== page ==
The free tickets give us a license to splurge on food. We look forward to ordering breakfast from Andy's Deli. It's exciting to see the delivery guy bike up to the line and call our name, which often results in other folks asking for menus. We're easy to find because we're always toward the front. Latecomers have a tougher job explaining where they are.
Post-bacon, egg and cheese, it's nap time. After years of trying out a variety of blankets and chairs, we've settled on a comforter and a couple of throw pillows. I still scour the line for other people's seating choices, which range from sitting on a newspaper to pitching a pop-up tent. One year, my husband and I left the kids with grandma and schlepped an air mattress for the 20-hour wait for tickets to see Al Pacino in The Merchant of Venice. Since the park doesn't open until 6 a.m., we had to spend the night camped out on Central Park West. It rained a bit, but there are worse things than an overnight park date.
Another staple is the musician we call Sax Guy, who moves down the line blowing his horn for tips. I appreciate his efforts to play something relevant to the production. The summer The Public mounted Into the Woods in Central Park, Sax Guy played Sondheim selections. I wonder how he spent the last couple of summers with no line to serenade. We were relieved to see him return this year.
When my out-of-town friends visit, I urge them to queue up if they want a quintessential New York experience. The camaraderie is real. The year my daughter turned 8, she spent her whole time in line with a group of teenagers who were singing Hamilton and adopted her as one of their own. That was also the summer she learned about Snapchat.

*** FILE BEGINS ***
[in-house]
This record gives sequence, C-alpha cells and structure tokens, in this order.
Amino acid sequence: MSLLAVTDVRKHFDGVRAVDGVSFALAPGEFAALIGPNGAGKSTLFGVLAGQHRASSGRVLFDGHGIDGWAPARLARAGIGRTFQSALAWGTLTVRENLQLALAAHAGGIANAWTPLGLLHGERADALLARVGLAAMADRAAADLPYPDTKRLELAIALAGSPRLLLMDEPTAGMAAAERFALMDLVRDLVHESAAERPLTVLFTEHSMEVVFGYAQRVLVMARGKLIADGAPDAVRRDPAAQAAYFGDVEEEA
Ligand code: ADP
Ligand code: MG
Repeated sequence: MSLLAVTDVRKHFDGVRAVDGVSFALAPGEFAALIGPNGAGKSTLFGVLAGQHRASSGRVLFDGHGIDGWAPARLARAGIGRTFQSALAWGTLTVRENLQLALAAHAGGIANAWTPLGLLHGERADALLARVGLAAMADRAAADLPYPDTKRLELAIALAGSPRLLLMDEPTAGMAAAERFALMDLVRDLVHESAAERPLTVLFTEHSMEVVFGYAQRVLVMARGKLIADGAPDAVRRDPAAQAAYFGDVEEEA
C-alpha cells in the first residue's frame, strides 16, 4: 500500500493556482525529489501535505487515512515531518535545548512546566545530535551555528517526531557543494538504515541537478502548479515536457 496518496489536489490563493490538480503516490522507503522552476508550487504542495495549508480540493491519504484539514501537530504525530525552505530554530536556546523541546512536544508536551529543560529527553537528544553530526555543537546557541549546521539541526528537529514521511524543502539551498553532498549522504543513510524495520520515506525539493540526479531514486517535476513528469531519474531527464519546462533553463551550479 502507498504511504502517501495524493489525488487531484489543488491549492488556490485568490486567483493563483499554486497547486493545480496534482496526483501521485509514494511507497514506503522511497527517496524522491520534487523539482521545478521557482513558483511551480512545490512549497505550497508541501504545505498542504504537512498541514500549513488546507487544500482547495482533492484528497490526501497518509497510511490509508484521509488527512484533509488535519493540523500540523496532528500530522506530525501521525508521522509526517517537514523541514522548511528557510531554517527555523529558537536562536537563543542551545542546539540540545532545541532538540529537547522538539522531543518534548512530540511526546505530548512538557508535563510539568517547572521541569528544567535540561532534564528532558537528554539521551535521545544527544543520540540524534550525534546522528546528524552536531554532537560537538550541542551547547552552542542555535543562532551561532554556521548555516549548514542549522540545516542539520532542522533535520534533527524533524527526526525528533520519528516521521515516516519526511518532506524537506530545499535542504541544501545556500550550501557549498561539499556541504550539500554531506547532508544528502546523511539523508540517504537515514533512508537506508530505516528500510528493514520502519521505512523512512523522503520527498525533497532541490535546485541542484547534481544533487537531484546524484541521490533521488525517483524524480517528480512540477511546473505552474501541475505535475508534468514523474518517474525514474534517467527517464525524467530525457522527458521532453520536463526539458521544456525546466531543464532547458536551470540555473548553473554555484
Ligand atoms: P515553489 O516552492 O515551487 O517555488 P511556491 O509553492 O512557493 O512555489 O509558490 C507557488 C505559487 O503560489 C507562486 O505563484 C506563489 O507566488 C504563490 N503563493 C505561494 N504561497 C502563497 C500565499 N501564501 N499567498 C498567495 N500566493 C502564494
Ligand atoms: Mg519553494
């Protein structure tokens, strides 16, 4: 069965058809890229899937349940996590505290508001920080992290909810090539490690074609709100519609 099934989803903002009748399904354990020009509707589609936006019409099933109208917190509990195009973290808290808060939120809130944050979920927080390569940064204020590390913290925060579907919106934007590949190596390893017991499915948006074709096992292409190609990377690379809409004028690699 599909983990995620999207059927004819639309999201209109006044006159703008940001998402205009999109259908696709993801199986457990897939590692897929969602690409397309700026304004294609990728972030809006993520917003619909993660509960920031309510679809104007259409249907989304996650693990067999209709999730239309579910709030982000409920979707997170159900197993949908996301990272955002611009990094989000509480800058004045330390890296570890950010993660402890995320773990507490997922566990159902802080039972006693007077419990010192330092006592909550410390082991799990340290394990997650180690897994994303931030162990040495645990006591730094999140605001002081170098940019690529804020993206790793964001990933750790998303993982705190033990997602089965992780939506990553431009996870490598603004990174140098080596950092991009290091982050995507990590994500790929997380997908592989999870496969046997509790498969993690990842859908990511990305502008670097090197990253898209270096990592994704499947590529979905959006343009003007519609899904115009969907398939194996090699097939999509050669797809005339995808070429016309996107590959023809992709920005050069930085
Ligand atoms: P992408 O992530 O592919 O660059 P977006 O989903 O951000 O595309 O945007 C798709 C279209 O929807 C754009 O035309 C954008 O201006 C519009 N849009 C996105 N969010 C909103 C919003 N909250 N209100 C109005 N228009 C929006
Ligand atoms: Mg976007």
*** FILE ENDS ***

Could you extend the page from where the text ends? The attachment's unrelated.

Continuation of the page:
Once we get our tickets, we go home to shower and change. I love returning and trying to spot the people we hung out with in line, now decked out in snazzy evening wear (or, at least, not sweats). It's fun to catch a wave and a smile across the theatre—even if they were next to us in line, ticket distribution is random. Many times, I've ended up in the back row and spied the party that was behind us in line sitting front and center. The reverse has also been true, of course.
For a long time, I was picky about doling out our extra tickets—our guests had to deserve it. They were disqualified if they told me I was nuts to do the line. I've softened over time; we all have our thing. Some people plunge into the ocean in January for fun. Shakespeare in the Park at the Delacorte is my happy place.
And I think everyone should try it at least once—both the line and the show. The idyllic backdrop of lush trees and Belvedere Castle. The shift that happens as the sky slowly fades to black during Act I and the stage lights come up. The moon rising during Act II. With nature's underscoring of raccoons, birds, frogs, cicadas and sometimes thunder, no two experiences are alike.
As a TDF employee, I no longer need to wait in line for Shakespeare in the Park (humblebrag). I get tickets for assisting with our open captioned performances. But to skip my beloved line? Unthinkable! It just means that I see every show twice. As Celia says in As You Like It (Shakespeare in the Park's current offering, by the way): "I like this place and could willingly waste my time in it."
Read about all the ways to get free tickets to Shakespeare in the Park on The Public Theater's website.
What are your favorite Shakespeare in the Park line memories? Tell us in the comments!
Top image: Elyse and her family, waiting in line for The Public Theater's Free Shakespeare in the Park to Othello in 2018. Photo courtesy of the author.